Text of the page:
Book Review: Cabal by Clive Barker

Cabal (Clive Barker, 1991) – Revelations of blood on his hands drive Boone into a quest for Midian, a sanctuary to the Night Breed of his dreams. Includes stories from the final volume of Books of Blood.

Verdict

What’s below remains below. Before The Scarlet Gospels, we revisit the grim surrealism of the darkly bewitching Midian.

5/5

Review

Tomorrow, Harry D’Amour will make his anticipated return at last as the last chapter of the Hellraiser mythos finds its way onto our shelves. Before The Scarlet Gospels arrive, we Clive Barker fans have a dozen of horrifically enthralling works to tide us over. To sate my need for a good read, I have chosen my personal favourite Cabal, a rare novella I find myself revisiting from time to time.

With vast imagination, Barker has such sights to show us. Weaving several fantastical worlds of immense scope, his writings open our eyes to wondrous places far beyond the fifth Dominion. To Everville, Abarat, and the depths of Hell we have thus far travelled. In Cabal, Midian draws us with its compelling exploration of the demons that reside in the hearts of men.

The butcher had created a vile resemblance. Here were the same liplessness, the same eyelessness. Born from different parents, they were siblings in death, destroyed by the same hand. And am I their father? Boone found himself thinking.

Demons take the form of torturous guilt for Aaron Boone, whose deceptive memories convince him of innocent blood on his hands. With no recollection of his alleged actions, his slipping grip on his own past torments him. An unreliable (and unstable) narrator’s perspective puts the reader on the edge of lasting uncertainty.

The nightmarish story of a sympathetic killer then takes another intriguing turn the moment he leaves his lover Lori. We now see through her eyes as she traces his footsteps with valour. Perilous secrets are uncovered by the heroine, in her engrossing pursuit after the hidden world of Midian, or the sanctuary for the Night Breed.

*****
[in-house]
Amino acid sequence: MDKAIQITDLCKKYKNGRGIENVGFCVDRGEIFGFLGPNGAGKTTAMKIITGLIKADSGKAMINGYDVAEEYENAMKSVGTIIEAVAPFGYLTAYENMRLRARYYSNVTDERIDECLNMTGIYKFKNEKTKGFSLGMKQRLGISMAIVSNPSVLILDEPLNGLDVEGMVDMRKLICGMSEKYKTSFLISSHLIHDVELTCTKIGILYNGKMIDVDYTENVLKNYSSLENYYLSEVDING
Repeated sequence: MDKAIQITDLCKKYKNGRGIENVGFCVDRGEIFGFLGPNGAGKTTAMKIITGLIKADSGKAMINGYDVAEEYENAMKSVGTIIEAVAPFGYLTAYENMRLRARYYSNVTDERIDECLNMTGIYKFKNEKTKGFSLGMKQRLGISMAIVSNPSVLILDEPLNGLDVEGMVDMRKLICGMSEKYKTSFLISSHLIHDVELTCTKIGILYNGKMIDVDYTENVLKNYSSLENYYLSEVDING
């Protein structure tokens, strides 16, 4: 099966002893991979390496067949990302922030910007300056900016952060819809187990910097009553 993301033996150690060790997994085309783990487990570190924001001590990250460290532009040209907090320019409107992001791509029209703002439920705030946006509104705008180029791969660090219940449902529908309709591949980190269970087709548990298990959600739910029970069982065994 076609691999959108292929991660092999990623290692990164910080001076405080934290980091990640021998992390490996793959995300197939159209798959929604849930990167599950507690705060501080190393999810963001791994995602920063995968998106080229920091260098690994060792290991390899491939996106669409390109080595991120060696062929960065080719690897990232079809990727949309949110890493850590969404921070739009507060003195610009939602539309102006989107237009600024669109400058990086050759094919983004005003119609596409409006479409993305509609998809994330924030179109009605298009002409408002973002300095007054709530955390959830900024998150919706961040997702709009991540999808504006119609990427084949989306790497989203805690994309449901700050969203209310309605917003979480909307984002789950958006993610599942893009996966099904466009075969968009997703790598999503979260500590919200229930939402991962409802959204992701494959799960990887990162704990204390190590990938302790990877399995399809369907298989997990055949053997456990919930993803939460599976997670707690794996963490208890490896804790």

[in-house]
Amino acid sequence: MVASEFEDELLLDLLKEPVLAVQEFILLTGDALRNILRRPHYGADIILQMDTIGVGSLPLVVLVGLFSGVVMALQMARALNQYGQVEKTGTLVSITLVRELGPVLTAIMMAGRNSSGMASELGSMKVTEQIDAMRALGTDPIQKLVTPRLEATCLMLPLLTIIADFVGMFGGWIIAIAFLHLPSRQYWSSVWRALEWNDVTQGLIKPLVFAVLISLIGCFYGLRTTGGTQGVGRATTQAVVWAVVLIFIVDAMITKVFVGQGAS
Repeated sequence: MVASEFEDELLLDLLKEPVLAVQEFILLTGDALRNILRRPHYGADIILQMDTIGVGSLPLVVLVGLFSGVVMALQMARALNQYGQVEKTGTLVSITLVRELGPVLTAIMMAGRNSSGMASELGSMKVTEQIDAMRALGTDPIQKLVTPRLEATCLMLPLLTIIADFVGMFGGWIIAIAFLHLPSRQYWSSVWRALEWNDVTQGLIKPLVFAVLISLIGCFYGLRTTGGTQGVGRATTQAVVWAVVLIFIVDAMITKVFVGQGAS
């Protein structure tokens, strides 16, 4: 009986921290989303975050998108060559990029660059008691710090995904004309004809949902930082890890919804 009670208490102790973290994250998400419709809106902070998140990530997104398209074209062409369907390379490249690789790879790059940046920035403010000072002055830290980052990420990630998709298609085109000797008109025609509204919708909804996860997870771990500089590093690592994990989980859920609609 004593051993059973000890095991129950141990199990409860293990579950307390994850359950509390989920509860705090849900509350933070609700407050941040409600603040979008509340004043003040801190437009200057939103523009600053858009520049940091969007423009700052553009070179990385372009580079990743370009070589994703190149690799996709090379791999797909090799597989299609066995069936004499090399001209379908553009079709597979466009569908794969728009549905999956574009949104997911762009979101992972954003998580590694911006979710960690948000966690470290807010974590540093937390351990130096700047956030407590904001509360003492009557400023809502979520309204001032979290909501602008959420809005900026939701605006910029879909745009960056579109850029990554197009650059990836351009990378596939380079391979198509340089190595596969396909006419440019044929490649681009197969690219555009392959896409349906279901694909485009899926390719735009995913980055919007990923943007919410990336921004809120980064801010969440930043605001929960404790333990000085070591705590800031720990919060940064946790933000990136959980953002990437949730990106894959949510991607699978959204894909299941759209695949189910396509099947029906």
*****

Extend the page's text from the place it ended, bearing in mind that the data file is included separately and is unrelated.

“All darkness was one darkness in the end. Of hearts or heavens, one darkness. Even now, in Midian, they’d be dragging back the doors of the mausoleums, knowing the starlight would not wither them.”

Casting a light on the tragic, Midian is a world for the unwanted, lonely and abandoned. Delineating the prosecution of margin groups, the monsters are persecuted victims of exile. They seek vindication, but earn no reprieve from unjust retribution. Harsh realities where fiction draws from, are extant for those who know where to look.

The vast cemetery allures with provocative truths in the guise of fantasy, seductive in all its savagery and madness. Adept prose and rich empathetic perspectives bring their residents to life. Musty smells of decay escape and unsettle from Barker’s powerful words that make one ponder upon the human condition.

Also included are four haunting short stories from the Books of Blood: The Life Of Death, How Spoilers Bleed, Twilight At The Towers and The Last Illusion. While each on its own no doubt impress to both horrify and linger, the six unique volumes deserve to be read in its brilliant entirety.

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